washingtonpost.com
New Jersey federal judge whose family was attacked details her son's last words
The federal judge whose son was killed and whose husband was shot at their New Jersey home last month called for greater privacy protections for judges in her first comments since the shooting.
edition.cnn.com
Bryan Callen on hiatus from podcast after denying sex assault claims
"I didn't want to post some stale statement," he said.
nypost.com
Emeritus Pope Benedict falls ill after return from visiting late brother in Germany
Emeritus Pope Benedict XVI has fallen ill after his return from a trip to his native Bavaria to visit his brother, who died a month ago, a German newspaper reported Monday.
foxnews.com
What is UV light and can it kill the coronavirus? Here's everything you need to know
UV light is being used to disinfect airplanes, hotels, subway cars and cruise ships, but Americans are skeptical. How can light kill the coronavirus?       
usatoday.com
White House, Democrats continue talks on coronavirus bill amid impasse
White House chief of staff Mark Meadows told "Face the Nation" on Sunday he is "not optimistic that there will be a solution in the very near term."
cbsnews.com
Owners of NYC riverboat busted for hosting more than 170 people at party
The owners of a Manhattan riverboat have been arrested after a weekend party with more than 170 guests was hosted aboard the Liberty Belle in violation of social-distancing rules, according to a report. Authorities were alerted about a party boat leaving Pier 36 on the Lower East Side about 8:30 p.m. Saturday, The New York...
nypost.com
On This Day: 3 August 2006
Pamela Anderson and Kid Rock marry (August 3).       
usatoday.com
‘Glee’ alum Jenna Ushkowitz engaged to David Stanley
Wedding bells will soon be ringing for Jenna Ushkowitz.
nypost.com
ShowBiz Minute: Brimley, Braxton, Bachchan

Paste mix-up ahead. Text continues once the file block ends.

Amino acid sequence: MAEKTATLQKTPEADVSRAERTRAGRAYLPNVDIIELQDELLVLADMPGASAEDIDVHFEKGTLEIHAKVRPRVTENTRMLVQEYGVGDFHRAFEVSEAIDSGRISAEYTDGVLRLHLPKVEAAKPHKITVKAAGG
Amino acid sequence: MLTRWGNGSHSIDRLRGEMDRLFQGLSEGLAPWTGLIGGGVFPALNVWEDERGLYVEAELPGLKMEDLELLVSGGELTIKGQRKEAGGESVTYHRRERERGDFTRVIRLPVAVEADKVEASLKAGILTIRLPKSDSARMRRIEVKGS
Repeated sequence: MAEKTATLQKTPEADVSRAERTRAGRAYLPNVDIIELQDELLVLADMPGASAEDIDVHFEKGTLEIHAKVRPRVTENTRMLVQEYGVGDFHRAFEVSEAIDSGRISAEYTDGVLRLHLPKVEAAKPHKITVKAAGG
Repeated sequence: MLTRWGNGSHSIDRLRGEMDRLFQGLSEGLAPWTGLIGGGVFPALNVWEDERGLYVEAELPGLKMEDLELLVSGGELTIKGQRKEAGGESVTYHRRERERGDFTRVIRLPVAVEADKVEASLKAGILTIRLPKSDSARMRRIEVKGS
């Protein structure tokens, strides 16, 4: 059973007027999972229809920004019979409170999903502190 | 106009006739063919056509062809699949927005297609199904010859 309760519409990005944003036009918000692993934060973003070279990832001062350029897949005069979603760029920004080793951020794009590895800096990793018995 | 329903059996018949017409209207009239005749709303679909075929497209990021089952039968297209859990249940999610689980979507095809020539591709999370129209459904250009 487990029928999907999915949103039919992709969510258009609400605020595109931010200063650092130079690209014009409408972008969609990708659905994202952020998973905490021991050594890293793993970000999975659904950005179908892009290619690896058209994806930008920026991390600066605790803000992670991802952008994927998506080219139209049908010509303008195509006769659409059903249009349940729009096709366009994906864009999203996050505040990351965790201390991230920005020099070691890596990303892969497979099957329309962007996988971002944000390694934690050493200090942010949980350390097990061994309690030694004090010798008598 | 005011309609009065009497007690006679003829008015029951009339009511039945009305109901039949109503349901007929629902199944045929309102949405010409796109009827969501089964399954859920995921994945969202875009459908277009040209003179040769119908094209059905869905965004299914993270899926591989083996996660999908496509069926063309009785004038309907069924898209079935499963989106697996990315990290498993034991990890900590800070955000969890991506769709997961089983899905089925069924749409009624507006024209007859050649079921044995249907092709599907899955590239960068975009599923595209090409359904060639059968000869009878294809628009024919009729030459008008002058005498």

Wilford Brimley, 'Cocoon' and 'Natural' actor, dies at 85; Tamar Braxton pays tribute to boyfriend for 'saving my life'; Bollywood star Amitabh Bachchan recovers from coronavirus. (Aug. 3)       
usatoday.com
ADT stock soars 65% after $450 million Google investment
Shares of home security business ADT rose sharply on Monday after the company announced a $450 million investment from Google.
edition.cnn.com
Chicago Fire Department probes alleged removal of Black Lives Matter banner
The Chicago Fire Department is investigating the alleged removal of a Black Lives Matter banner by someone in a firetruck, department officials said. A post on Nextdoor — a social network for neighborhoods — by Dr. Adele Cobbs claims the banner in Kenwood near Lake Shore Drive was removed early Saturday by someone who hopped...
nypost.com
Companies "need to ban" skin-lightening creams, activist says
Cosmetics giants are being accused of hypocrisy for claiming to stand against racism, while at the same time promoting whiteness.
cbsnews.com
'General Hospital' star Kelly Monaco temporarily replaced while recovering from 'breathing problems'
The soap opera has temporarily replaced Monaco with Lindsay Hartley.
foxnews.com
Simone Biles and NFL boyfriend Jonathan Owens are Instagram official
Simone Biles' latest social share is scoring 10's across the board.
nypost.com
Judge Salas releases statement after son killed, husband shot in attack by lawyer
New Jersey federal court Judge Esther Salas has spoken out publicly for the first time since a “monster” fatally shot her son and wounded her husband.
foxnews.com
Andrew Lloyd Webber, who wrote the original musical 'Cats,' calls movie 'ridiculous'
Andrew Lloyd Webber, who wrote the original "Cats" musical in 1981, was one of many critics of the 2019 film.       
usatoday.com
Chris Pratt posts pic of pregnant ‘ready to pop’ Katherine Schwarzenegger while on a hike
Chris Pratt commended his pregnant wife, Katherine Schwarzenegger, for still keeping active while “ready to pop.”
foxnews.com
Coronavirus 'extraordinarily widespread,' Birx warns
edition.cnn.com
Here's why Keke Palmer says she 'expected' her talk show to be canceled
Keke Palmer is sharing her reaction to the news that her talk show "GMA3: What You Need To Know" with Michael Strahan and Sara Haines was canceled.       
usatoday.com
Lacrosse players fight hunger amid pandemic
Two California teenage lacrosse players coach kids in exchange for donations to a local food organization to fight hunger during the pandemic. (Aug 3)       
usatoday.com
‘The View’ Heads Into Its Summer Hiatus: When Will ‘The View’ Return?
The ABC talk show will be off for the next month to give the co-hosts a chance to recharge ahead of Season 24.
nypost.com
The Problem Boycotts Can’t Solve